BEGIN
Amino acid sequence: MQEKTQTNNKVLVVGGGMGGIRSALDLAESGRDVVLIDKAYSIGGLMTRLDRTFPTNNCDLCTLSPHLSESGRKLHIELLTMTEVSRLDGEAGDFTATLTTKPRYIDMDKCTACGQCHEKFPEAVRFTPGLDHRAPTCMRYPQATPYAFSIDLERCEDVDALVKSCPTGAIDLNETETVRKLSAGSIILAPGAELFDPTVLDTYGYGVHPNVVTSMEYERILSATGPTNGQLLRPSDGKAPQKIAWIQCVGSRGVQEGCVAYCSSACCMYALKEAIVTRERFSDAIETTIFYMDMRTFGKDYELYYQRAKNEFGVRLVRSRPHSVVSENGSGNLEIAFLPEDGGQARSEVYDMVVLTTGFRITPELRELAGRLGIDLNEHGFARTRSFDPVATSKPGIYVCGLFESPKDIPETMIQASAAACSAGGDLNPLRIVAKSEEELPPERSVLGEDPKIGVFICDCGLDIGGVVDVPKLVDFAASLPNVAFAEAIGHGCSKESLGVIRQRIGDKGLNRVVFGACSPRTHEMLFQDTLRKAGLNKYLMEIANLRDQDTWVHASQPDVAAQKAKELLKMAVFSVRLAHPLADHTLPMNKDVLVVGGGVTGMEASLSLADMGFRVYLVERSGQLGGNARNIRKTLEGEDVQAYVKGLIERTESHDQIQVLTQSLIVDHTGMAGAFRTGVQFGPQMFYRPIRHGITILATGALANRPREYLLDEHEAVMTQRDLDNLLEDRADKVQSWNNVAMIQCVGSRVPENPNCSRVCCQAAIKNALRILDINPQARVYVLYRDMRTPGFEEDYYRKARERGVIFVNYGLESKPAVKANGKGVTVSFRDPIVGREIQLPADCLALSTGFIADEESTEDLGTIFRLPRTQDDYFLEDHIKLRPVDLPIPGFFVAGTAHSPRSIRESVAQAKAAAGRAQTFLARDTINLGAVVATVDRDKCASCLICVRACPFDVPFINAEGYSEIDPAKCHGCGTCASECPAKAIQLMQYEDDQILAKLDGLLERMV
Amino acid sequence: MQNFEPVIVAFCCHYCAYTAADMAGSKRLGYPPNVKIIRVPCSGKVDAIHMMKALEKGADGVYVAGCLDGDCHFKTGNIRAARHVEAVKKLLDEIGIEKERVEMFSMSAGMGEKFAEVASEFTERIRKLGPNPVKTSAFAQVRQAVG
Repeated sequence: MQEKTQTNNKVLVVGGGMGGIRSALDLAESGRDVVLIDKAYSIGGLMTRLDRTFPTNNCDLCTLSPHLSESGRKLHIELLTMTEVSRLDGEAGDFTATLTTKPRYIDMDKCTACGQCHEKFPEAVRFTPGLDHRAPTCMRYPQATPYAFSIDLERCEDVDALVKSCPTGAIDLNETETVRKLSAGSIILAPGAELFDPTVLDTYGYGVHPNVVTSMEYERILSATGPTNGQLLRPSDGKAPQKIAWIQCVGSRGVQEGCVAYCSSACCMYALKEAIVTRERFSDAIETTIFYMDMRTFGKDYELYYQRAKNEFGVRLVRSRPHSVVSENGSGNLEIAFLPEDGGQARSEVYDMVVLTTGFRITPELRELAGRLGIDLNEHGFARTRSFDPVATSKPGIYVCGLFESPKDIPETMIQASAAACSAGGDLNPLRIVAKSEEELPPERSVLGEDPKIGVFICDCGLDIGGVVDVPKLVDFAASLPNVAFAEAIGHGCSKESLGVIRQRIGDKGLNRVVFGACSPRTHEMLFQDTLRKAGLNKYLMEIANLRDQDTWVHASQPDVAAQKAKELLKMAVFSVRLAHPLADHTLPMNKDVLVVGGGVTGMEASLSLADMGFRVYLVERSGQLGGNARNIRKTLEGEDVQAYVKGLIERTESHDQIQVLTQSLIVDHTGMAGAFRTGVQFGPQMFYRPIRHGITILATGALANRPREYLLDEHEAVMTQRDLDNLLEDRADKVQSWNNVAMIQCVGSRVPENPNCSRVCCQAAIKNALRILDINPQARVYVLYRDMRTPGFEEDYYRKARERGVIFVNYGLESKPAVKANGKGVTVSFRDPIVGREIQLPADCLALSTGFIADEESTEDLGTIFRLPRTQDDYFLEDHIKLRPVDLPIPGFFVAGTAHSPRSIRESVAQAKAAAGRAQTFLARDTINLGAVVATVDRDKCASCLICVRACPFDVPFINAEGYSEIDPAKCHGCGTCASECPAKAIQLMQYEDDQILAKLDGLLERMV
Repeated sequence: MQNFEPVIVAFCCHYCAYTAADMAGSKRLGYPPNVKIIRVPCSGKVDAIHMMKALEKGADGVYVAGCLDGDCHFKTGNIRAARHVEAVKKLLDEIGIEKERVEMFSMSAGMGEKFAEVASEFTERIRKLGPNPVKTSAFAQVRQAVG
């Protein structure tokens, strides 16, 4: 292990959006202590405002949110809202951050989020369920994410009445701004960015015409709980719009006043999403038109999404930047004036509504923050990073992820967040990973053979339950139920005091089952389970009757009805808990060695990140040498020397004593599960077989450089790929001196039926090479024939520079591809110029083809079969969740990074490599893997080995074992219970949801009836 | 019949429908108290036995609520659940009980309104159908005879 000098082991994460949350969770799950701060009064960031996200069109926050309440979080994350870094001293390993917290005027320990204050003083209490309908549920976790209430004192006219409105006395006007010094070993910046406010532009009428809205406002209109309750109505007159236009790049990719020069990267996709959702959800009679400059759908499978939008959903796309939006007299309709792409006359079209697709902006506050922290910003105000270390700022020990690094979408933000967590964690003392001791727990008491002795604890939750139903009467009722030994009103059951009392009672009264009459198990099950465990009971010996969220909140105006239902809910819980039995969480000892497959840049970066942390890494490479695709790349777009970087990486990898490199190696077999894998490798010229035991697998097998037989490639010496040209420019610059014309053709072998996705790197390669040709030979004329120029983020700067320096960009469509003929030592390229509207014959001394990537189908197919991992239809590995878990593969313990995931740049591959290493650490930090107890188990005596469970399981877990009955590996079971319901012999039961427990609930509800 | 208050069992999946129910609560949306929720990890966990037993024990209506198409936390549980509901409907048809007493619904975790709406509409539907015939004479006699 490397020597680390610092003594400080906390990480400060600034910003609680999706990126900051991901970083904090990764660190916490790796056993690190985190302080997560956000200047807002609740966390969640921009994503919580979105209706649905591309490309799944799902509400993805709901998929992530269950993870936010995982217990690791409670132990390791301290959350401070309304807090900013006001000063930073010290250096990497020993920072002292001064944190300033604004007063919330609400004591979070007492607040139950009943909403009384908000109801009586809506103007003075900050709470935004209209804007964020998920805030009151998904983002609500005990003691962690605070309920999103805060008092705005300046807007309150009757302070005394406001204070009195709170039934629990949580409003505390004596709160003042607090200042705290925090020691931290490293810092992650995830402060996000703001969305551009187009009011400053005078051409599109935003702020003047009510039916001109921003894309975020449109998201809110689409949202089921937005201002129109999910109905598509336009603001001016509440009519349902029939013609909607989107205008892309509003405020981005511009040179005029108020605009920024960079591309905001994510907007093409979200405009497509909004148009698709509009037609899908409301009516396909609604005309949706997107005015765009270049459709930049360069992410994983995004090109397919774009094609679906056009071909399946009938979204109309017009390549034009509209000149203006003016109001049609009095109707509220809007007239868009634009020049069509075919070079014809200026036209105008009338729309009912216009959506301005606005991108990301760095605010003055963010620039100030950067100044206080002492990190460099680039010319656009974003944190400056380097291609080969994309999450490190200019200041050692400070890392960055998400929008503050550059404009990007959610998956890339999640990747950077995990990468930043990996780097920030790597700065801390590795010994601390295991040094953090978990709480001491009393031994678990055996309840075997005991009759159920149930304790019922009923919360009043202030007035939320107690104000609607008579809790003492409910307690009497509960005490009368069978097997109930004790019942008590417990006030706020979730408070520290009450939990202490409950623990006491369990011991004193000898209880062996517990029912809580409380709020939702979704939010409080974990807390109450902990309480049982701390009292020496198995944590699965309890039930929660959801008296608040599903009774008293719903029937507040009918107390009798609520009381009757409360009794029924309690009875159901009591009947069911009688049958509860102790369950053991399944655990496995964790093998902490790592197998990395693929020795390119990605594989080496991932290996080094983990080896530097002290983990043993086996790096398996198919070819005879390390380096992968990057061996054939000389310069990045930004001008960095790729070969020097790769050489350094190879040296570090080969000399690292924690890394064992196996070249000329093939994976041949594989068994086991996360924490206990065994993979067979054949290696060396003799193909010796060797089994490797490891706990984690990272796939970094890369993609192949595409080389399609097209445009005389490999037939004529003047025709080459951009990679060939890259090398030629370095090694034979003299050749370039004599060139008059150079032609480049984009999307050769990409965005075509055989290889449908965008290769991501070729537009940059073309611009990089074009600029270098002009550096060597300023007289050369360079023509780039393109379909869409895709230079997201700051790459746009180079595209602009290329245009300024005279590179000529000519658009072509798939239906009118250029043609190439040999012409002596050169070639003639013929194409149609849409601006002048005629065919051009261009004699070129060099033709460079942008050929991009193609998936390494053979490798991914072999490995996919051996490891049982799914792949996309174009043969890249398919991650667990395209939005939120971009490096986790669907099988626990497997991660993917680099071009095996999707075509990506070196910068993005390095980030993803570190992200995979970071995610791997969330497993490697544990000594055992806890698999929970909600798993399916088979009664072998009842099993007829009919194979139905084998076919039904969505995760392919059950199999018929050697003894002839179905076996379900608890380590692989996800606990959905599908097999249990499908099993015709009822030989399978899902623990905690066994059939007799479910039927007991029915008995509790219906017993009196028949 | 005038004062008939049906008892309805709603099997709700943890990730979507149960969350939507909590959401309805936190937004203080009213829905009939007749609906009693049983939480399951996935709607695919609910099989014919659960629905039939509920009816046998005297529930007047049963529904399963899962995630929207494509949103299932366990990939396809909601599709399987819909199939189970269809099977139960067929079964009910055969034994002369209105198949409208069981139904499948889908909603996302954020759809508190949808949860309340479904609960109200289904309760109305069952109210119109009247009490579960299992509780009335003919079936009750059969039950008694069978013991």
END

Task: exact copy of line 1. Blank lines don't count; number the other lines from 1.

Amino acid sequence: MQEKTQTNNKVLVVGGGMGGIRSALDLAESGRDVVLIDKAYSIGGLMTRLDRTFPTNNCDLCTLSPHLSESGRKLHIELLTMTEVSRLDGEAGDFTATLTTKPRYIDMDKCTACGQCHEKFPEAVRFTPGLDHRAPTCMRYPQATPYAFSIDLERCEDVDALVKSCPTGAIDLNETETVRKLSAGSIILAPGAELFDPTVLDTYGYGVHPNVVTSMEYERILSATGPTNGQLLRPSDGKAPQKIAWIQCVGSRGVQEGCVAYCSSACCMYALKEAIVTRERFSDAIETTIFYMDMRTFGKDYELYYQRAKNEFGVRLVRSRPHSVVSENGSGNLEIAFLPEDGGQARSEVYDMVVLTTGFRITPELRELAGRLGIDLNEHGFARTRSFDPVATSKPGIYVCGLFESPKDIPETMIQASAAACSAGGDLNPLRIVAKSEEELPPERSVLGEDPKIGVFICDCGLDIGGVVDVPKLVDFAASLPNVAFAEAIGHGCSKESLGVIRQRIGDKGLNRVVFGACSPRTHEMLFQDTLRKAGLNKYLMEIANLRDQDTWVHASQPDVAAQKAKELLKMAVFSVRLAHPLADHTLPMNKDVLVVGGGVTGMEASLSLADMGFRVYLVERSGQLGGNARNIRKTLEGEDVQAYVKGLIERTESHDQIQVLTQSLIVDHTGMAGAFRTGVQFGPQMFYRPIRHGITILATGALANRPREYLLDEHEAVMTQRDLDNLLEDRADKVQSWNNVAMIQCVGSRVPENPNCSRVCCQAAIKNALRILDINPQARVYVLYRDMRTPGFEEDYYRKARERGVIFVNYGLESKPAVKANGKGVTVSFRDPIVGREIQLPADCLALSTGFIADEESTEDLGTIFRLPRTQDDYFLEDHIKLRPVDLPIPGFFVAGTAHSPRSIRESVAQAKAAAGRAQTFLARDTINLGAVVATVDRDKCASCLICVRACPFDVPFINAEGYSEIDPAKCHGCGTCASECPAKAIQLMQYEDDQILAKLDGLLERMV